Among the committee’s key recommendations was that the university develop “a program of reeducation” to help members of the community “appreciate the value of the principle of freedom of expression.” This program would include helping protestors “understand the limits of protest in a community committed to the principles of free speech,” with special attention to the principle that there is no right to disrupt a university activity.

A renewed appreciation of the value of free expression is important, not only for life on contemporary college campuses but also for the future of civic discourse and democratic practice in the United States. The worrisome tendencies at colleges and universities to punish or silence the expression of ideas occur amid similar tendencies in the broader political system. Deep, persistent ideological divisions in society are leading many to treat political opponents as enemies, shout down critics, and reject compromise. With the collapse of traditional network news and the rise of “curated” information-gathering on cable and online, it is easier for people to listen only to those with whom they already agree, and to respond to opposing viewpoints with mockery and suspicion of ill intent.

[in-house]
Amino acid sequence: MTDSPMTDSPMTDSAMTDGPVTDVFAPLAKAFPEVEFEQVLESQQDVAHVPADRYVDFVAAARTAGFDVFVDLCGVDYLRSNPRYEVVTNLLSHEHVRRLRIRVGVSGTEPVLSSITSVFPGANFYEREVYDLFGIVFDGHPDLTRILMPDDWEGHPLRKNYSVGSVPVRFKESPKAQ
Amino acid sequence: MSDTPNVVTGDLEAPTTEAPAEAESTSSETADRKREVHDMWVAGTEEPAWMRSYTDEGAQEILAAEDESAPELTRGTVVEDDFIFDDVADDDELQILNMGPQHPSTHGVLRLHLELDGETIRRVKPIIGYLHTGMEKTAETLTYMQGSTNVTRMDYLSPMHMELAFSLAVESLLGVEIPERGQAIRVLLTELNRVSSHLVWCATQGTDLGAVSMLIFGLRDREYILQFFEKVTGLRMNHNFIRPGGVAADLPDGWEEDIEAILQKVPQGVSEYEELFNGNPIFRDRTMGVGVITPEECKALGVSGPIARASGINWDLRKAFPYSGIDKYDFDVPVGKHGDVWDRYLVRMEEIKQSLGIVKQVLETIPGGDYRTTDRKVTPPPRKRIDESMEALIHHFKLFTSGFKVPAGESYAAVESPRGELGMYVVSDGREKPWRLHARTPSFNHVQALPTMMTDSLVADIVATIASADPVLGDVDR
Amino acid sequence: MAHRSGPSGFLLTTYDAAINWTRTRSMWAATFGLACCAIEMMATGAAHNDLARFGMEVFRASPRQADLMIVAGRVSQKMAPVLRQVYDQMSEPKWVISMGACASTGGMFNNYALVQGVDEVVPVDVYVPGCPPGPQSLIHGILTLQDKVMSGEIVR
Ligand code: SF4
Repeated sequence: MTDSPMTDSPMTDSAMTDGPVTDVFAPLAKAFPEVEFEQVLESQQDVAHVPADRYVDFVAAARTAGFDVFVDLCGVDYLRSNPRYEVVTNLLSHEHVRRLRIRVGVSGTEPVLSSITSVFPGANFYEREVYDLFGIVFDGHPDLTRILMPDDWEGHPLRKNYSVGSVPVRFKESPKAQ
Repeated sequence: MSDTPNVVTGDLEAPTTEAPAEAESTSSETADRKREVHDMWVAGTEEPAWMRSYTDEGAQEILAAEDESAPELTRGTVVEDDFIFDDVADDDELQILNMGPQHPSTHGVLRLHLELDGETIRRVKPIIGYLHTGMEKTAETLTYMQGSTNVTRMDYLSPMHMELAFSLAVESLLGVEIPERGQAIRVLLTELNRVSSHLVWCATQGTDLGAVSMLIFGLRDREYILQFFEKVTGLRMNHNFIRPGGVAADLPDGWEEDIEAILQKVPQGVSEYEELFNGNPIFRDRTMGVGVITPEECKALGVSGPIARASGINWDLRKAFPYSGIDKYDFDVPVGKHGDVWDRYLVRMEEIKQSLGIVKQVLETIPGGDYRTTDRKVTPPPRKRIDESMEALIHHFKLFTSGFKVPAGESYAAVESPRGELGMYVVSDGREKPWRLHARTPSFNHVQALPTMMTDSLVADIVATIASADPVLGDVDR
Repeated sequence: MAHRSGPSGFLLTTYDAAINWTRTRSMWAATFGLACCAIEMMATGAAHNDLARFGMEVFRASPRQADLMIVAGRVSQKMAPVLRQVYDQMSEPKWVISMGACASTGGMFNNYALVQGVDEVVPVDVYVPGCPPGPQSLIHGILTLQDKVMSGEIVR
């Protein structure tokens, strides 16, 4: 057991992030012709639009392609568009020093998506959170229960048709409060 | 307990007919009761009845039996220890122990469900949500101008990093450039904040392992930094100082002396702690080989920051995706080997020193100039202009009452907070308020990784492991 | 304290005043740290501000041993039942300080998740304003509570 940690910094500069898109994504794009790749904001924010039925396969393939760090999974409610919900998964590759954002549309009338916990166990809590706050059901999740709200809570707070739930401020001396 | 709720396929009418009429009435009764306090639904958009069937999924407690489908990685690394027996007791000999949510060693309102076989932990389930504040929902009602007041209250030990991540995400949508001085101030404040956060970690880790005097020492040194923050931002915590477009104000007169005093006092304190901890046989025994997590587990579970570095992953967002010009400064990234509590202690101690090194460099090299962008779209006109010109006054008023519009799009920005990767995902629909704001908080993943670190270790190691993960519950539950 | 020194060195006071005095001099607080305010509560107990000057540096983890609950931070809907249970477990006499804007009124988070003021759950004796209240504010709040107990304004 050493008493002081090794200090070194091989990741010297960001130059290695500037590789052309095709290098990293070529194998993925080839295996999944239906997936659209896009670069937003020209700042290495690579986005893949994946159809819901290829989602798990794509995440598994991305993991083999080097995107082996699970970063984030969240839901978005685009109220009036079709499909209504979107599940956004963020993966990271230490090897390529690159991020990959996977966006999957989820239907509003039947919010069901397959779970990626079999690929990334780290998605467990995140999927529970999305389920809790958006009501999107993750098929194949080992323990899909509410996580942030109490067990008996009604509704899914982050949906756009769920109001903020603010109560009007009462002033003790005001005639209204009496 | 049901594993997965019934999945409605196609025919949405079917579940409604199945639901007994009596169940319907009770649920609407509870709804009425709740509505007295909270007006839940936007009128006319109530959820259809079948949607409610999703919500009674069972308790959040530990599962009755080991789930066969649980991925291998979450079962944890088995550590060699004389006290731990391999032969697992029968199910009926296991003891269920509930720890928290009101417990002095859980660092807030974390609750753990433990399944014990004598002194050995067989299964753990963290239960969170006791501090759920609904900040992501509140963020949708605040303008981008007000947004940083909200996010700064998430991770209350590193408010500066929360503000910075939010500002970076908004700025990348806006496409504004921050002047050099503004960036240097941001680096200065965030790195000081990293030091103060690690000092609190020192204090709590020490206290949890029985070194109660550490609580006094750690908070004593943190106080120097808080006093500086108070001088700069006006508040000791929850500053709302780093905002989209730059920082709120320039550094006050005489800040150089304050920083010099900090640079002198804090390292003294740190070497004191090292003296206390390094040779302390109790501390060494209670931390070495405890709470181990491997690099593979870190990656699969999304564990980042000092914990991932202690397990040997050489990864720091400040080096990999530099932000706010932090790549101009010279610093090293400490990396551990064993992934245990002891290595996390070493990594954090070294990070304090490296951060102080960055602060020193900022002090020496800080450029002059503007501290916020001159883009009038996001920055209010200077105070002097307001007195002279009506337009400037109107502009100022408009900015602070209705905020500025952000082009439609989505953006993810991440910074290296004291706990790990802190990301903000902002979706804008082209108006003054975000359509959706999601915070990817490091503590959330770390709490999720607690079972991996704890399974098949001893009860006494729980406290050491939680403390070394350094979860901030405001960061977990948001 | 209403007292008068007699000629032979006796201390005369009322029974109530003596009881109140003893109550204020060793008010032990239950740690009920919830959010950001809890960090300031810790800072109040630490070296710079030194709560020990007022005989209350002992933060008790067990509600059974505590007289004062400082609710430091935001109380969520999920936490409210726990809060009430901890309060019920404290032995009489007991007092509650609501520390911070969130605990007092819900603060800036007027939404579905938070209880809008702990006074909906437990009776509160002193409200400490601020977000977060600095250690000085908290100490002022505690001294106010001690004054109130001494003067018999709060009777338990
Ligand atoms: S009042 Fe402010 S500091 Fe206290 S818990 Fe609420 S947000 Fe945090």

These are troubling developments. It is not possible for a diverse, democratic society to survive without some measure of tolerance for opposing viewpoints, respect for people who hold different views, and a willingness to discuss and debate across lines of difference–a bundle of norms and practices that amounts to “hearing the other side.”11 American colleges and universities should be a corrective. They should stand as models for how diverse communities of people work together to address important and difficult questions. Campuses make their strongest contributions to free societies when a lively and diverse campus community shows a genuine desire to engage competing perspectives, learn from those who have had different experiences or hold different viewpoints, engage and rebut ideas considered harmful or dangerous, and resolve disagreements through rational argumentation, evidence-based reasoning, and the acquisition of new knowledge.

Promoting an inclusive culture of mutual respect, tolerating diverse and controversial views, and working through differences by way of conversation rather than intimidation, are essential not only to higher education. They are also how free, diverse, democratic societies must behave if they are to remain free, diverse, and democratic.